Judson's prayer at the end of the tract also appeals to the Buddhist desire for enlightenment. With Judson's prayer on their lips, Eitel and the Southwestern Seminary missions team took this newly translated tract to the Buddhists of Thailand: "May the reader obtain light. Amen."

By Benjamin Hawkins. Hawkins writes for Southwestern Baptist Theological Seminary.

-David R. Brumbelow, Gulf Coast Pastor, October 10, AD 2011.

Sources of Gospel Tracts; Tract Racks
L. R. Scarborough on Tracts
The Roman Road of Salvation
Other articles in lower right hand margin under Gulf Coast Pastor Articles (Labels).

Tuesday, October 4, 2011

Revelation 3:20 - Can We Use It In Evangelism?

Behold, I stand at the door and knock. If anyone hears My voice and opens the door, I will come in to him and dine with him and he with Me. -Jesus Christ; Revelation 3:20

Some say this verse should never be used to lead someone to the Lord because it was written to a church, not to lost people. Some go so far as to ridicule the ignorance of anyone who would use it in evangelism.

In contrast, many, many Baptist and Christian preachers of the Gospel have preached this verse to not only the saved, but also to the lost. Many a lost soul has been won to the Lord through this passage of Scripture.

It is granted that the verse is primarily written to the church at Laodicea. It is also granted that this verse alone does not present the gospel or the plan of salvation in its totality. (You could even argue that about John 3:16; after all it says nothing about the Resurrection of Jesus Christ.)

The plan of salvation includes our sin and separation from God, God’s holiness, His love, Jesus’ death on the cross for our sins, His blood being shed for us, and his literal resurrection from the dead. We are to ask forgiveness for our sins. We are to believe and accept Jesus as our Lord (Boss, Master) and Savior. (1 Corinthians 15:1-4; Romans 3:23; 6:23; 5:8; 10:9-10, 13; John 1:12; 3:16; 5:24)

But when the full plan of salvation is presented, Revelation 3:20 is valid to use in explaining the biblical concept of accepting Jesus Christ as Lord and Savior.

I and many before me believe Revelation 3:20 is valid to use in evangelism because:

1. We can go too far in saying this verse is not for you. All of the Bible is written as God’s love letter to mankind.

I know you can also go too far the other way; but here I do not think that is the case. For example, Romans is addressed to the saints (Romans 1:7-8). Does anyone argue that because of this the Roman Road verses cannot be used for evangelism? If they so argue, they are wrong.

2. Jesus’ words in Revelation 3:20 are valid for a saved person. They are also valid for a lost person.

3. Jesus’ words in Revelation 3:20 illustrate Jesus’ attitude toward a lost person and what the person must do to be saved. This can be shown from many Bible passages.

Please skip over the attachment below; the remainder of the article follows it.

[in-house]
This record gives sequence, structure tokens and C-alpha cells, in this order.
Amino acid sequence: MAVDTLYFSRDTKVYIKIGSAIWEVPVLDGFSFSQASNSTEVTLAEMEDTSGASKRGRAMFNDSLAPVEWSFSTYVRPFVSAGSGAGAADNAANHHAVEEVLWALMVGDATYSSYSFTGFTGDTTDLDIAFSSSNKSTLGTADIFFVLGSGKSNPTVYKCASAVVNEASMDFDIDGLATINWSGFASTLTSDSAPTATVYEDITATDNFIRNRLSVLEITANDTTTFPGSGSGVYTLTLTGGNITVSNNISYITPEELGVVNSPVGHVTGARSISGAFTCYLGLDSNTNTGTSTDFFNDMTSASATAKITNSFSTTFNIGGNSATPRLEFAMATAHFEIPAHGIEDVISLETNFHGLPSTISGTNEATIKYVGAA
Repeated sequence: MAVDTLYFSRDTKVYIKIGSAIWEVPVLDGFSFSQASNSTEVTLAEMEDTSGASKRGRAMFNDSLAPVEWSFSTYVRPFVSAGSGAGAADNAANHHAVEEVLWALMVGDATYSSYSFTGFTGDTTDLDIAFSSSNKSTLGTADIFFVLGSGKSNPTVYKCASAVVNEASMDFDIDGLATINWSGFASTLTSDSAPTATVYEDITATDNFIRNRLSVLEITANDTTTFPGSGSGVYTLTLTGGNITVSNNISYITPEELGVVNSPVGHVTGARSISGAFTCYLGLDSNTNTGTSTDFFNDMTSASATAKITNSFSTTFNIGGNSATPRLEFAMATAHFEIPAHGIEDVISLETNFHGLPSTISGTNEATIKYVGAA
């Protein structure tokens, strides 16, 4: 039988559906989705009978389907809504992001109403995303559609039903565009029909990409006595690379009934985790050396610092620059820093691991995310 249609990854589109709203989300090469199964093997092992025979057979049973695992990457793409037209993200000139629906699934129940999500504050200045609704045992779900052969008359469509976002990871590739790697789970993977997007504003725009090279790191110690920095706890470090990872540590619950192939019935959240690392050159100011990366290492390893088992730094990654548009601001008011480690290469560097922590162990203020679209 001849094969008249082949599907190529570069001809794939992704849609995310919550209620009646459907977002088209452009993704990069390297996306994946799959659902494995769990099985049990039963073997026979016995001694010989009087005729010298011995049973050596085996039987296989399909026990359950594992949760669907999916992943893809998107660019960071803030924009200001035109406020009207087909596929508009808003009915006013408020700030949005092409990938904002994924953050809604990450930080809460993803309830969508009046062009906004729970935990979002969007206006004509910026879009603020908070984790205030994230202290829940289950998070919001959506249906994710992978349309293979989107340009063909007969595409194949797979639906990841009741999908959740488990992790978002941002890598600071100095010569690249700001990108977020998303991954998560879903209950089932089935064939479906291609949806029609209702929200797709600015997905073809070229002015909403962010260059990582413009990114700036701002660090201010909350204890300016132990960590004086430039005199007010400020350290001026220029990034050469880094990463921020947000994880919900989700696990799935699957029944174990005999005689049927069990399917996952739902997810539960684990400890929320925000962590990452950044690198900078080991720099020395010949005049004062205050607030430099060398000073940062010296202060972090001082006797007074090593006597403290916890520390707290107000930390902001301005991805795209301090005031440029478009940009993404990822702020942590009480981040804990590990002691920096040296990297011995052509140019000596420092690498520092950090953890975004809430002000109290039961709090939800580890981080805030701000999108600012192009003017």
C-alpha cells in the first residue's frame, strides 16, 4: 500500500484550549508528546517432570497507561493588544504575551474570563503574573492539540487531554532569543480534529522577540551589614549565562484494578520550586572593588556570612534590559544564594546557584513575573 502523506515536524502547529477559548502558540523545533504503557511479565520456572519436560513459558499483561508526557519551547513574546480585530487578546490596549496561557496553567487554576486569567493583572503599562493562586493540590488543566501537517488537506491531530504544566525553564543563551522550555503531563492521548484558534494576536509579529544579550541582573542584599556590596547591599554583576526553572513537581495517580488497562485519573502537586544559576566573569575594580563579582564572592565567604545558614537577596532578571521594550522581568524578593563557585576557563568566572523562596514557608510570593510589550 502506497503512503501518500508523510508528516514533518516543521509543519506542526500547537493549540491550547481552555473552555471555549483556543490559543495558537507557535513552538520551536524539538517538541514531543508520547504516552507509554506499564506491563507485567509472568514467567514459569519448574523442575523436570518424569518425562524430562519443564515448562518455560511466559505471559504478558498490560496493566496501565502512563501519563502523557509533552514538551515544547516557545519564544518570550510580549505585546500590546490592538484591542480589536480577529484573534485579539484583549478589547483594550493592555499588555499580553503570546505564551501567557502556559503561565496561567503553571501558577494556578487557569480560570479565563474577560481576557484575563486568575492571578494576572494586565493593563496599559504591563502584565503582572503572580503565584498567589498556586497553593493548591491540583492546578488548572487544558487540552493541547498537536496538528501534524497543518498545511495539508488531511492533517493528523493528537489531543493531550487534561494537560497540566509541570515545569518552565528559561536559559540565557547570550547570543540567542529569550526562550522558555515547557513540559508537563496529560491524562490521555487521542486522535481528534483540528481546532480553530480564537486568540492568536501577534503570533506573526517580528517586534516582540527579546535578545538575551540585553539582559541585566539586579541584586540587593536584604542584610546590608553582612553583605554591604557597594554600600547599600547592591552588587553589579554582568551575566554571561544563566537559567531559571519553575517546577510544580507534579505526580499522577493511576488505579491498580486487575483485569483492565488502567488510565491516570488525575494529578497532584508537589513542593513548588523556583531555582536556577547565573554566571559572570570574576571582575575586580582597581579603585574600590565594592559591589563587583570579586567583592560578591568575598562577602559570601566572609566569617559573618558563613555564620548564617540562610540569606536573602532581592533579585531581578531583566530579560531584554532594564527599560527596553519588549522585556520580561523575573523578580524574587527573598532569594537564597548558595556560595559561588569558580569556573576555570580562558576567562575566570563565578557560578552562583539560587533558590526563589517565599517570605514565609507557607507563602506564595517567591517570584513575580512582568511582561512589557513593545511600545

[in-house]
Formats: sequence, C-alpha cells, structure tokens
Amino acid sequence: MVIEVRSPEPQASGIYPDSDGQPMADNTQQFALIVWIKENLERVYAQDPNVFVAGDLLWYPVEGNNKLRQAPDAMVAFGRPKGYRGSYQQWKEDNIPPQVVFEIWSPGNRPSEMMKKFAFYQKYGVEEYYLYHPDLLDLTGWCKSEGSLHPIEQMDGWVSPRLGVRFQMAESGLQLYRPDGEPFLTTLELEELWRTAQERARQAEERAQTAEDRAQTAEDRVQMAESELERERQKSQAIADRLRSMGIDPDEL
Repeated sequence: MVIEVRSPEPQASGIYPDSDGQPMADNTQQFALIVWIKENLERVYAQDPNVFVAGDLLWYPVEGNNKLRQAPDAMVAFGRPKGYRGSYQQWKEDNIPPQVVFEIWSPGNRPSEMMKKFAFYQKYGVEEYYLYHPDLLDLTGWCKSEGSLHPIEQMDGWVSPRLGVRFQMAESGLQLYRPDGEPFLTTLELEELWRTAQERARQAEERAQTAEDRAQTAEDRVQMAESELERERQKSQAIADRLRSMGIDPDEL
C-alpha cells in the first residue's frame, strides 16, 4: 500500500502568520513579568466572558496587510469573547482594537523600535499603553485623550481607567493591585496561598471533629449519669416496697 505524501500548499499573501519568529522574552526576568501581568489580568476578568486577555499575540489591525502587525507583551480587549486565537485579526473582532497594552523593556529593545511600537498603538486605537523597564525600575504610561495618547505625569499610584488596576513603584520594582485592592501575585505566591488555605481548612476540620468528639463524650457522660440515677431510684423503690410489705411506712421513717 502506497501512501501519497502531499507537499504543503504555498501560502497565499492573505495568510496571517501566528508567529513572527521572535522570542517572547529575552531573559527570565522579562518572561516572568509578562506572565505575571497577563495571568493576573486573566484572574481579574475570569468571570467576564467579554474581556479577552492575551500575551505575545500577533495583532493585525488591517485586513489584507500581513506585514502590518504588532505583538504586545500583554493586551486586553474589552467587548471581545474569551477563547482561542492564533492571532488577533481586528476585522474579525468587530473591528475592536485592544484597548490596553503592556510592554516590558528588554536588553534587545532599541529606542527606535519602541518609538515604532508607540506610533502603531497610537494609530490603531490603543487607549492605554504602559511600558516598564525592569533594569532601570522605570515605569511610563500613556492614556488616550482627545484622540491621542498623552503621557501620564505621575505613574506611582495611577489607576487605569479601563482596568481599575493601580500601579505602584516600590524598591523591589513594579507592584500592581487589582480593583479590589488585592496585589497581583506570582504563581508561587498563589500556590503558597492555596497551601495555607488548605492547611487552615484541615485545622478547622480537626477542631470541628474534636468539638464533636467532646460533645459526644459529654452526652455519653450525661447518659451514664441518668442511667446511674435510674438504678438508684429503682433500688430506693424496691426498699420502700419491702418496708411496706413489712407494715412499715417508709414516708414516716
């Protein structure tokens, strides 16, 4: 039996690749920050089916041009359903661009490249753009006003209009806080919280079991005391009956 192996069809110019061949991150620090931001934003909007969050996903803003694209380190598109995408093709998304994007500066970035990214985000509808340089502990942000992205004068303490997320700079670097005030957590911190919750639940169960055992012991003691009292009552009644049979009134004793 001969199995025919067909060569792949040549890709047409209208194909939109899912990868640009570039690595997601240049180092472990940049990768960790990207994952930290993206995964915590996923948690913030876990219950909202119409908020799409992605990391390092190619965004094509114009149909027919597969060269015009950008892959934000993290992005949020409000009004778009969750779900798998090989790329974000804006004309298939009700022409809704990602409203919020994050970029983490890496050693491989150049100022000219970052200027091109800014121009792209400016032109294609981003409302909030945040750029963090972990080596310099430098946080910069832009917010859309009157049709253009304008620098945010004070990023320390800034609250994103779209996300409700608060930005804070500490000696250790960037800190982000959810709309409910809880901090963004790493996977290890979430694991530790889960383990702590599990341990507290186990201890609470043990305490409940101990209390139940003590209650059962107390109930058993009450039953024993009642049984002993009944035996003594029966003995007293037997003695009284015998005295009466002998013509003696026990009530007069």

Does a lost person have to do something to be saved? Yes. Jesus wholly accomplished the work of salvation. But a man must respond, must believe, must call on the name of the Lord, must reach out and receive the gift of God. (John 1:12; Romans 10:9-10, 13; John 3:16; Acts 16:30-31; etc.) In other words, a man must open the door of his heart and invite Jesus in.

A number of verses reveal that when we are saved Jesus comes to live in our hearts. Other verses refer to the Holy Spirit living within us.
Ephesians 3:17; Colossians 1:27; 2 Corinthians 1:22; Galatians 4:6; 2 Peter 1:19; John 7:38; etc. (also, our body is the temple of the Holy Spirit).

4. Revelation 3:20 is given to whoever will take it. Notice Jesus’ use of the word, “anyone.” That includes the saved and the lost, all the world.

5. Just as today, the church at Laodicea would have included unsaved visitors and unsaved members (Jesus even had an unsaved disciple!)*; especially a lukewarm church like Laodicea. Jesus would certainly have known this and included them in His invitation. Just as pastors today include the saved and the lost in the public invitation they give in their church.

If Revelation 3:20 cannot be used for the lost because it was given to a church, then it would be invalid for pastors today to give a salvation invitation in church. After all, if they are in church, they surely must all be saved!

6. It could even be argued that Jesus knocking at the door and us inviting Him in is more valid for a lost person that for a saved person.

A person is welcome to disagree and use their own verses in evangelism. But those who use this verse in evangelism are not doing so out of ignorance.

-David R. Brumbelow, Gulf Coast Pastor, October 4, AD 2011.

*  Of course, every member of a Baptist church should be a believer.  The requirements to be a member of a Baptist church are usually two:  You have personally received Christ as your Savior, and you have subsequently been Scripturally baptized (Beleiver's Baptism by Immersion).  But we all know there are those who have made an outward profession of faith without meaning it in their hearts.

Saved By The Sinner's Prayer
The Roman Road of Salvation
Unlimited Atonement, Jesus Died For All
Many more articles in lower right margin under Gulf Coast Pastor Articles (Labels).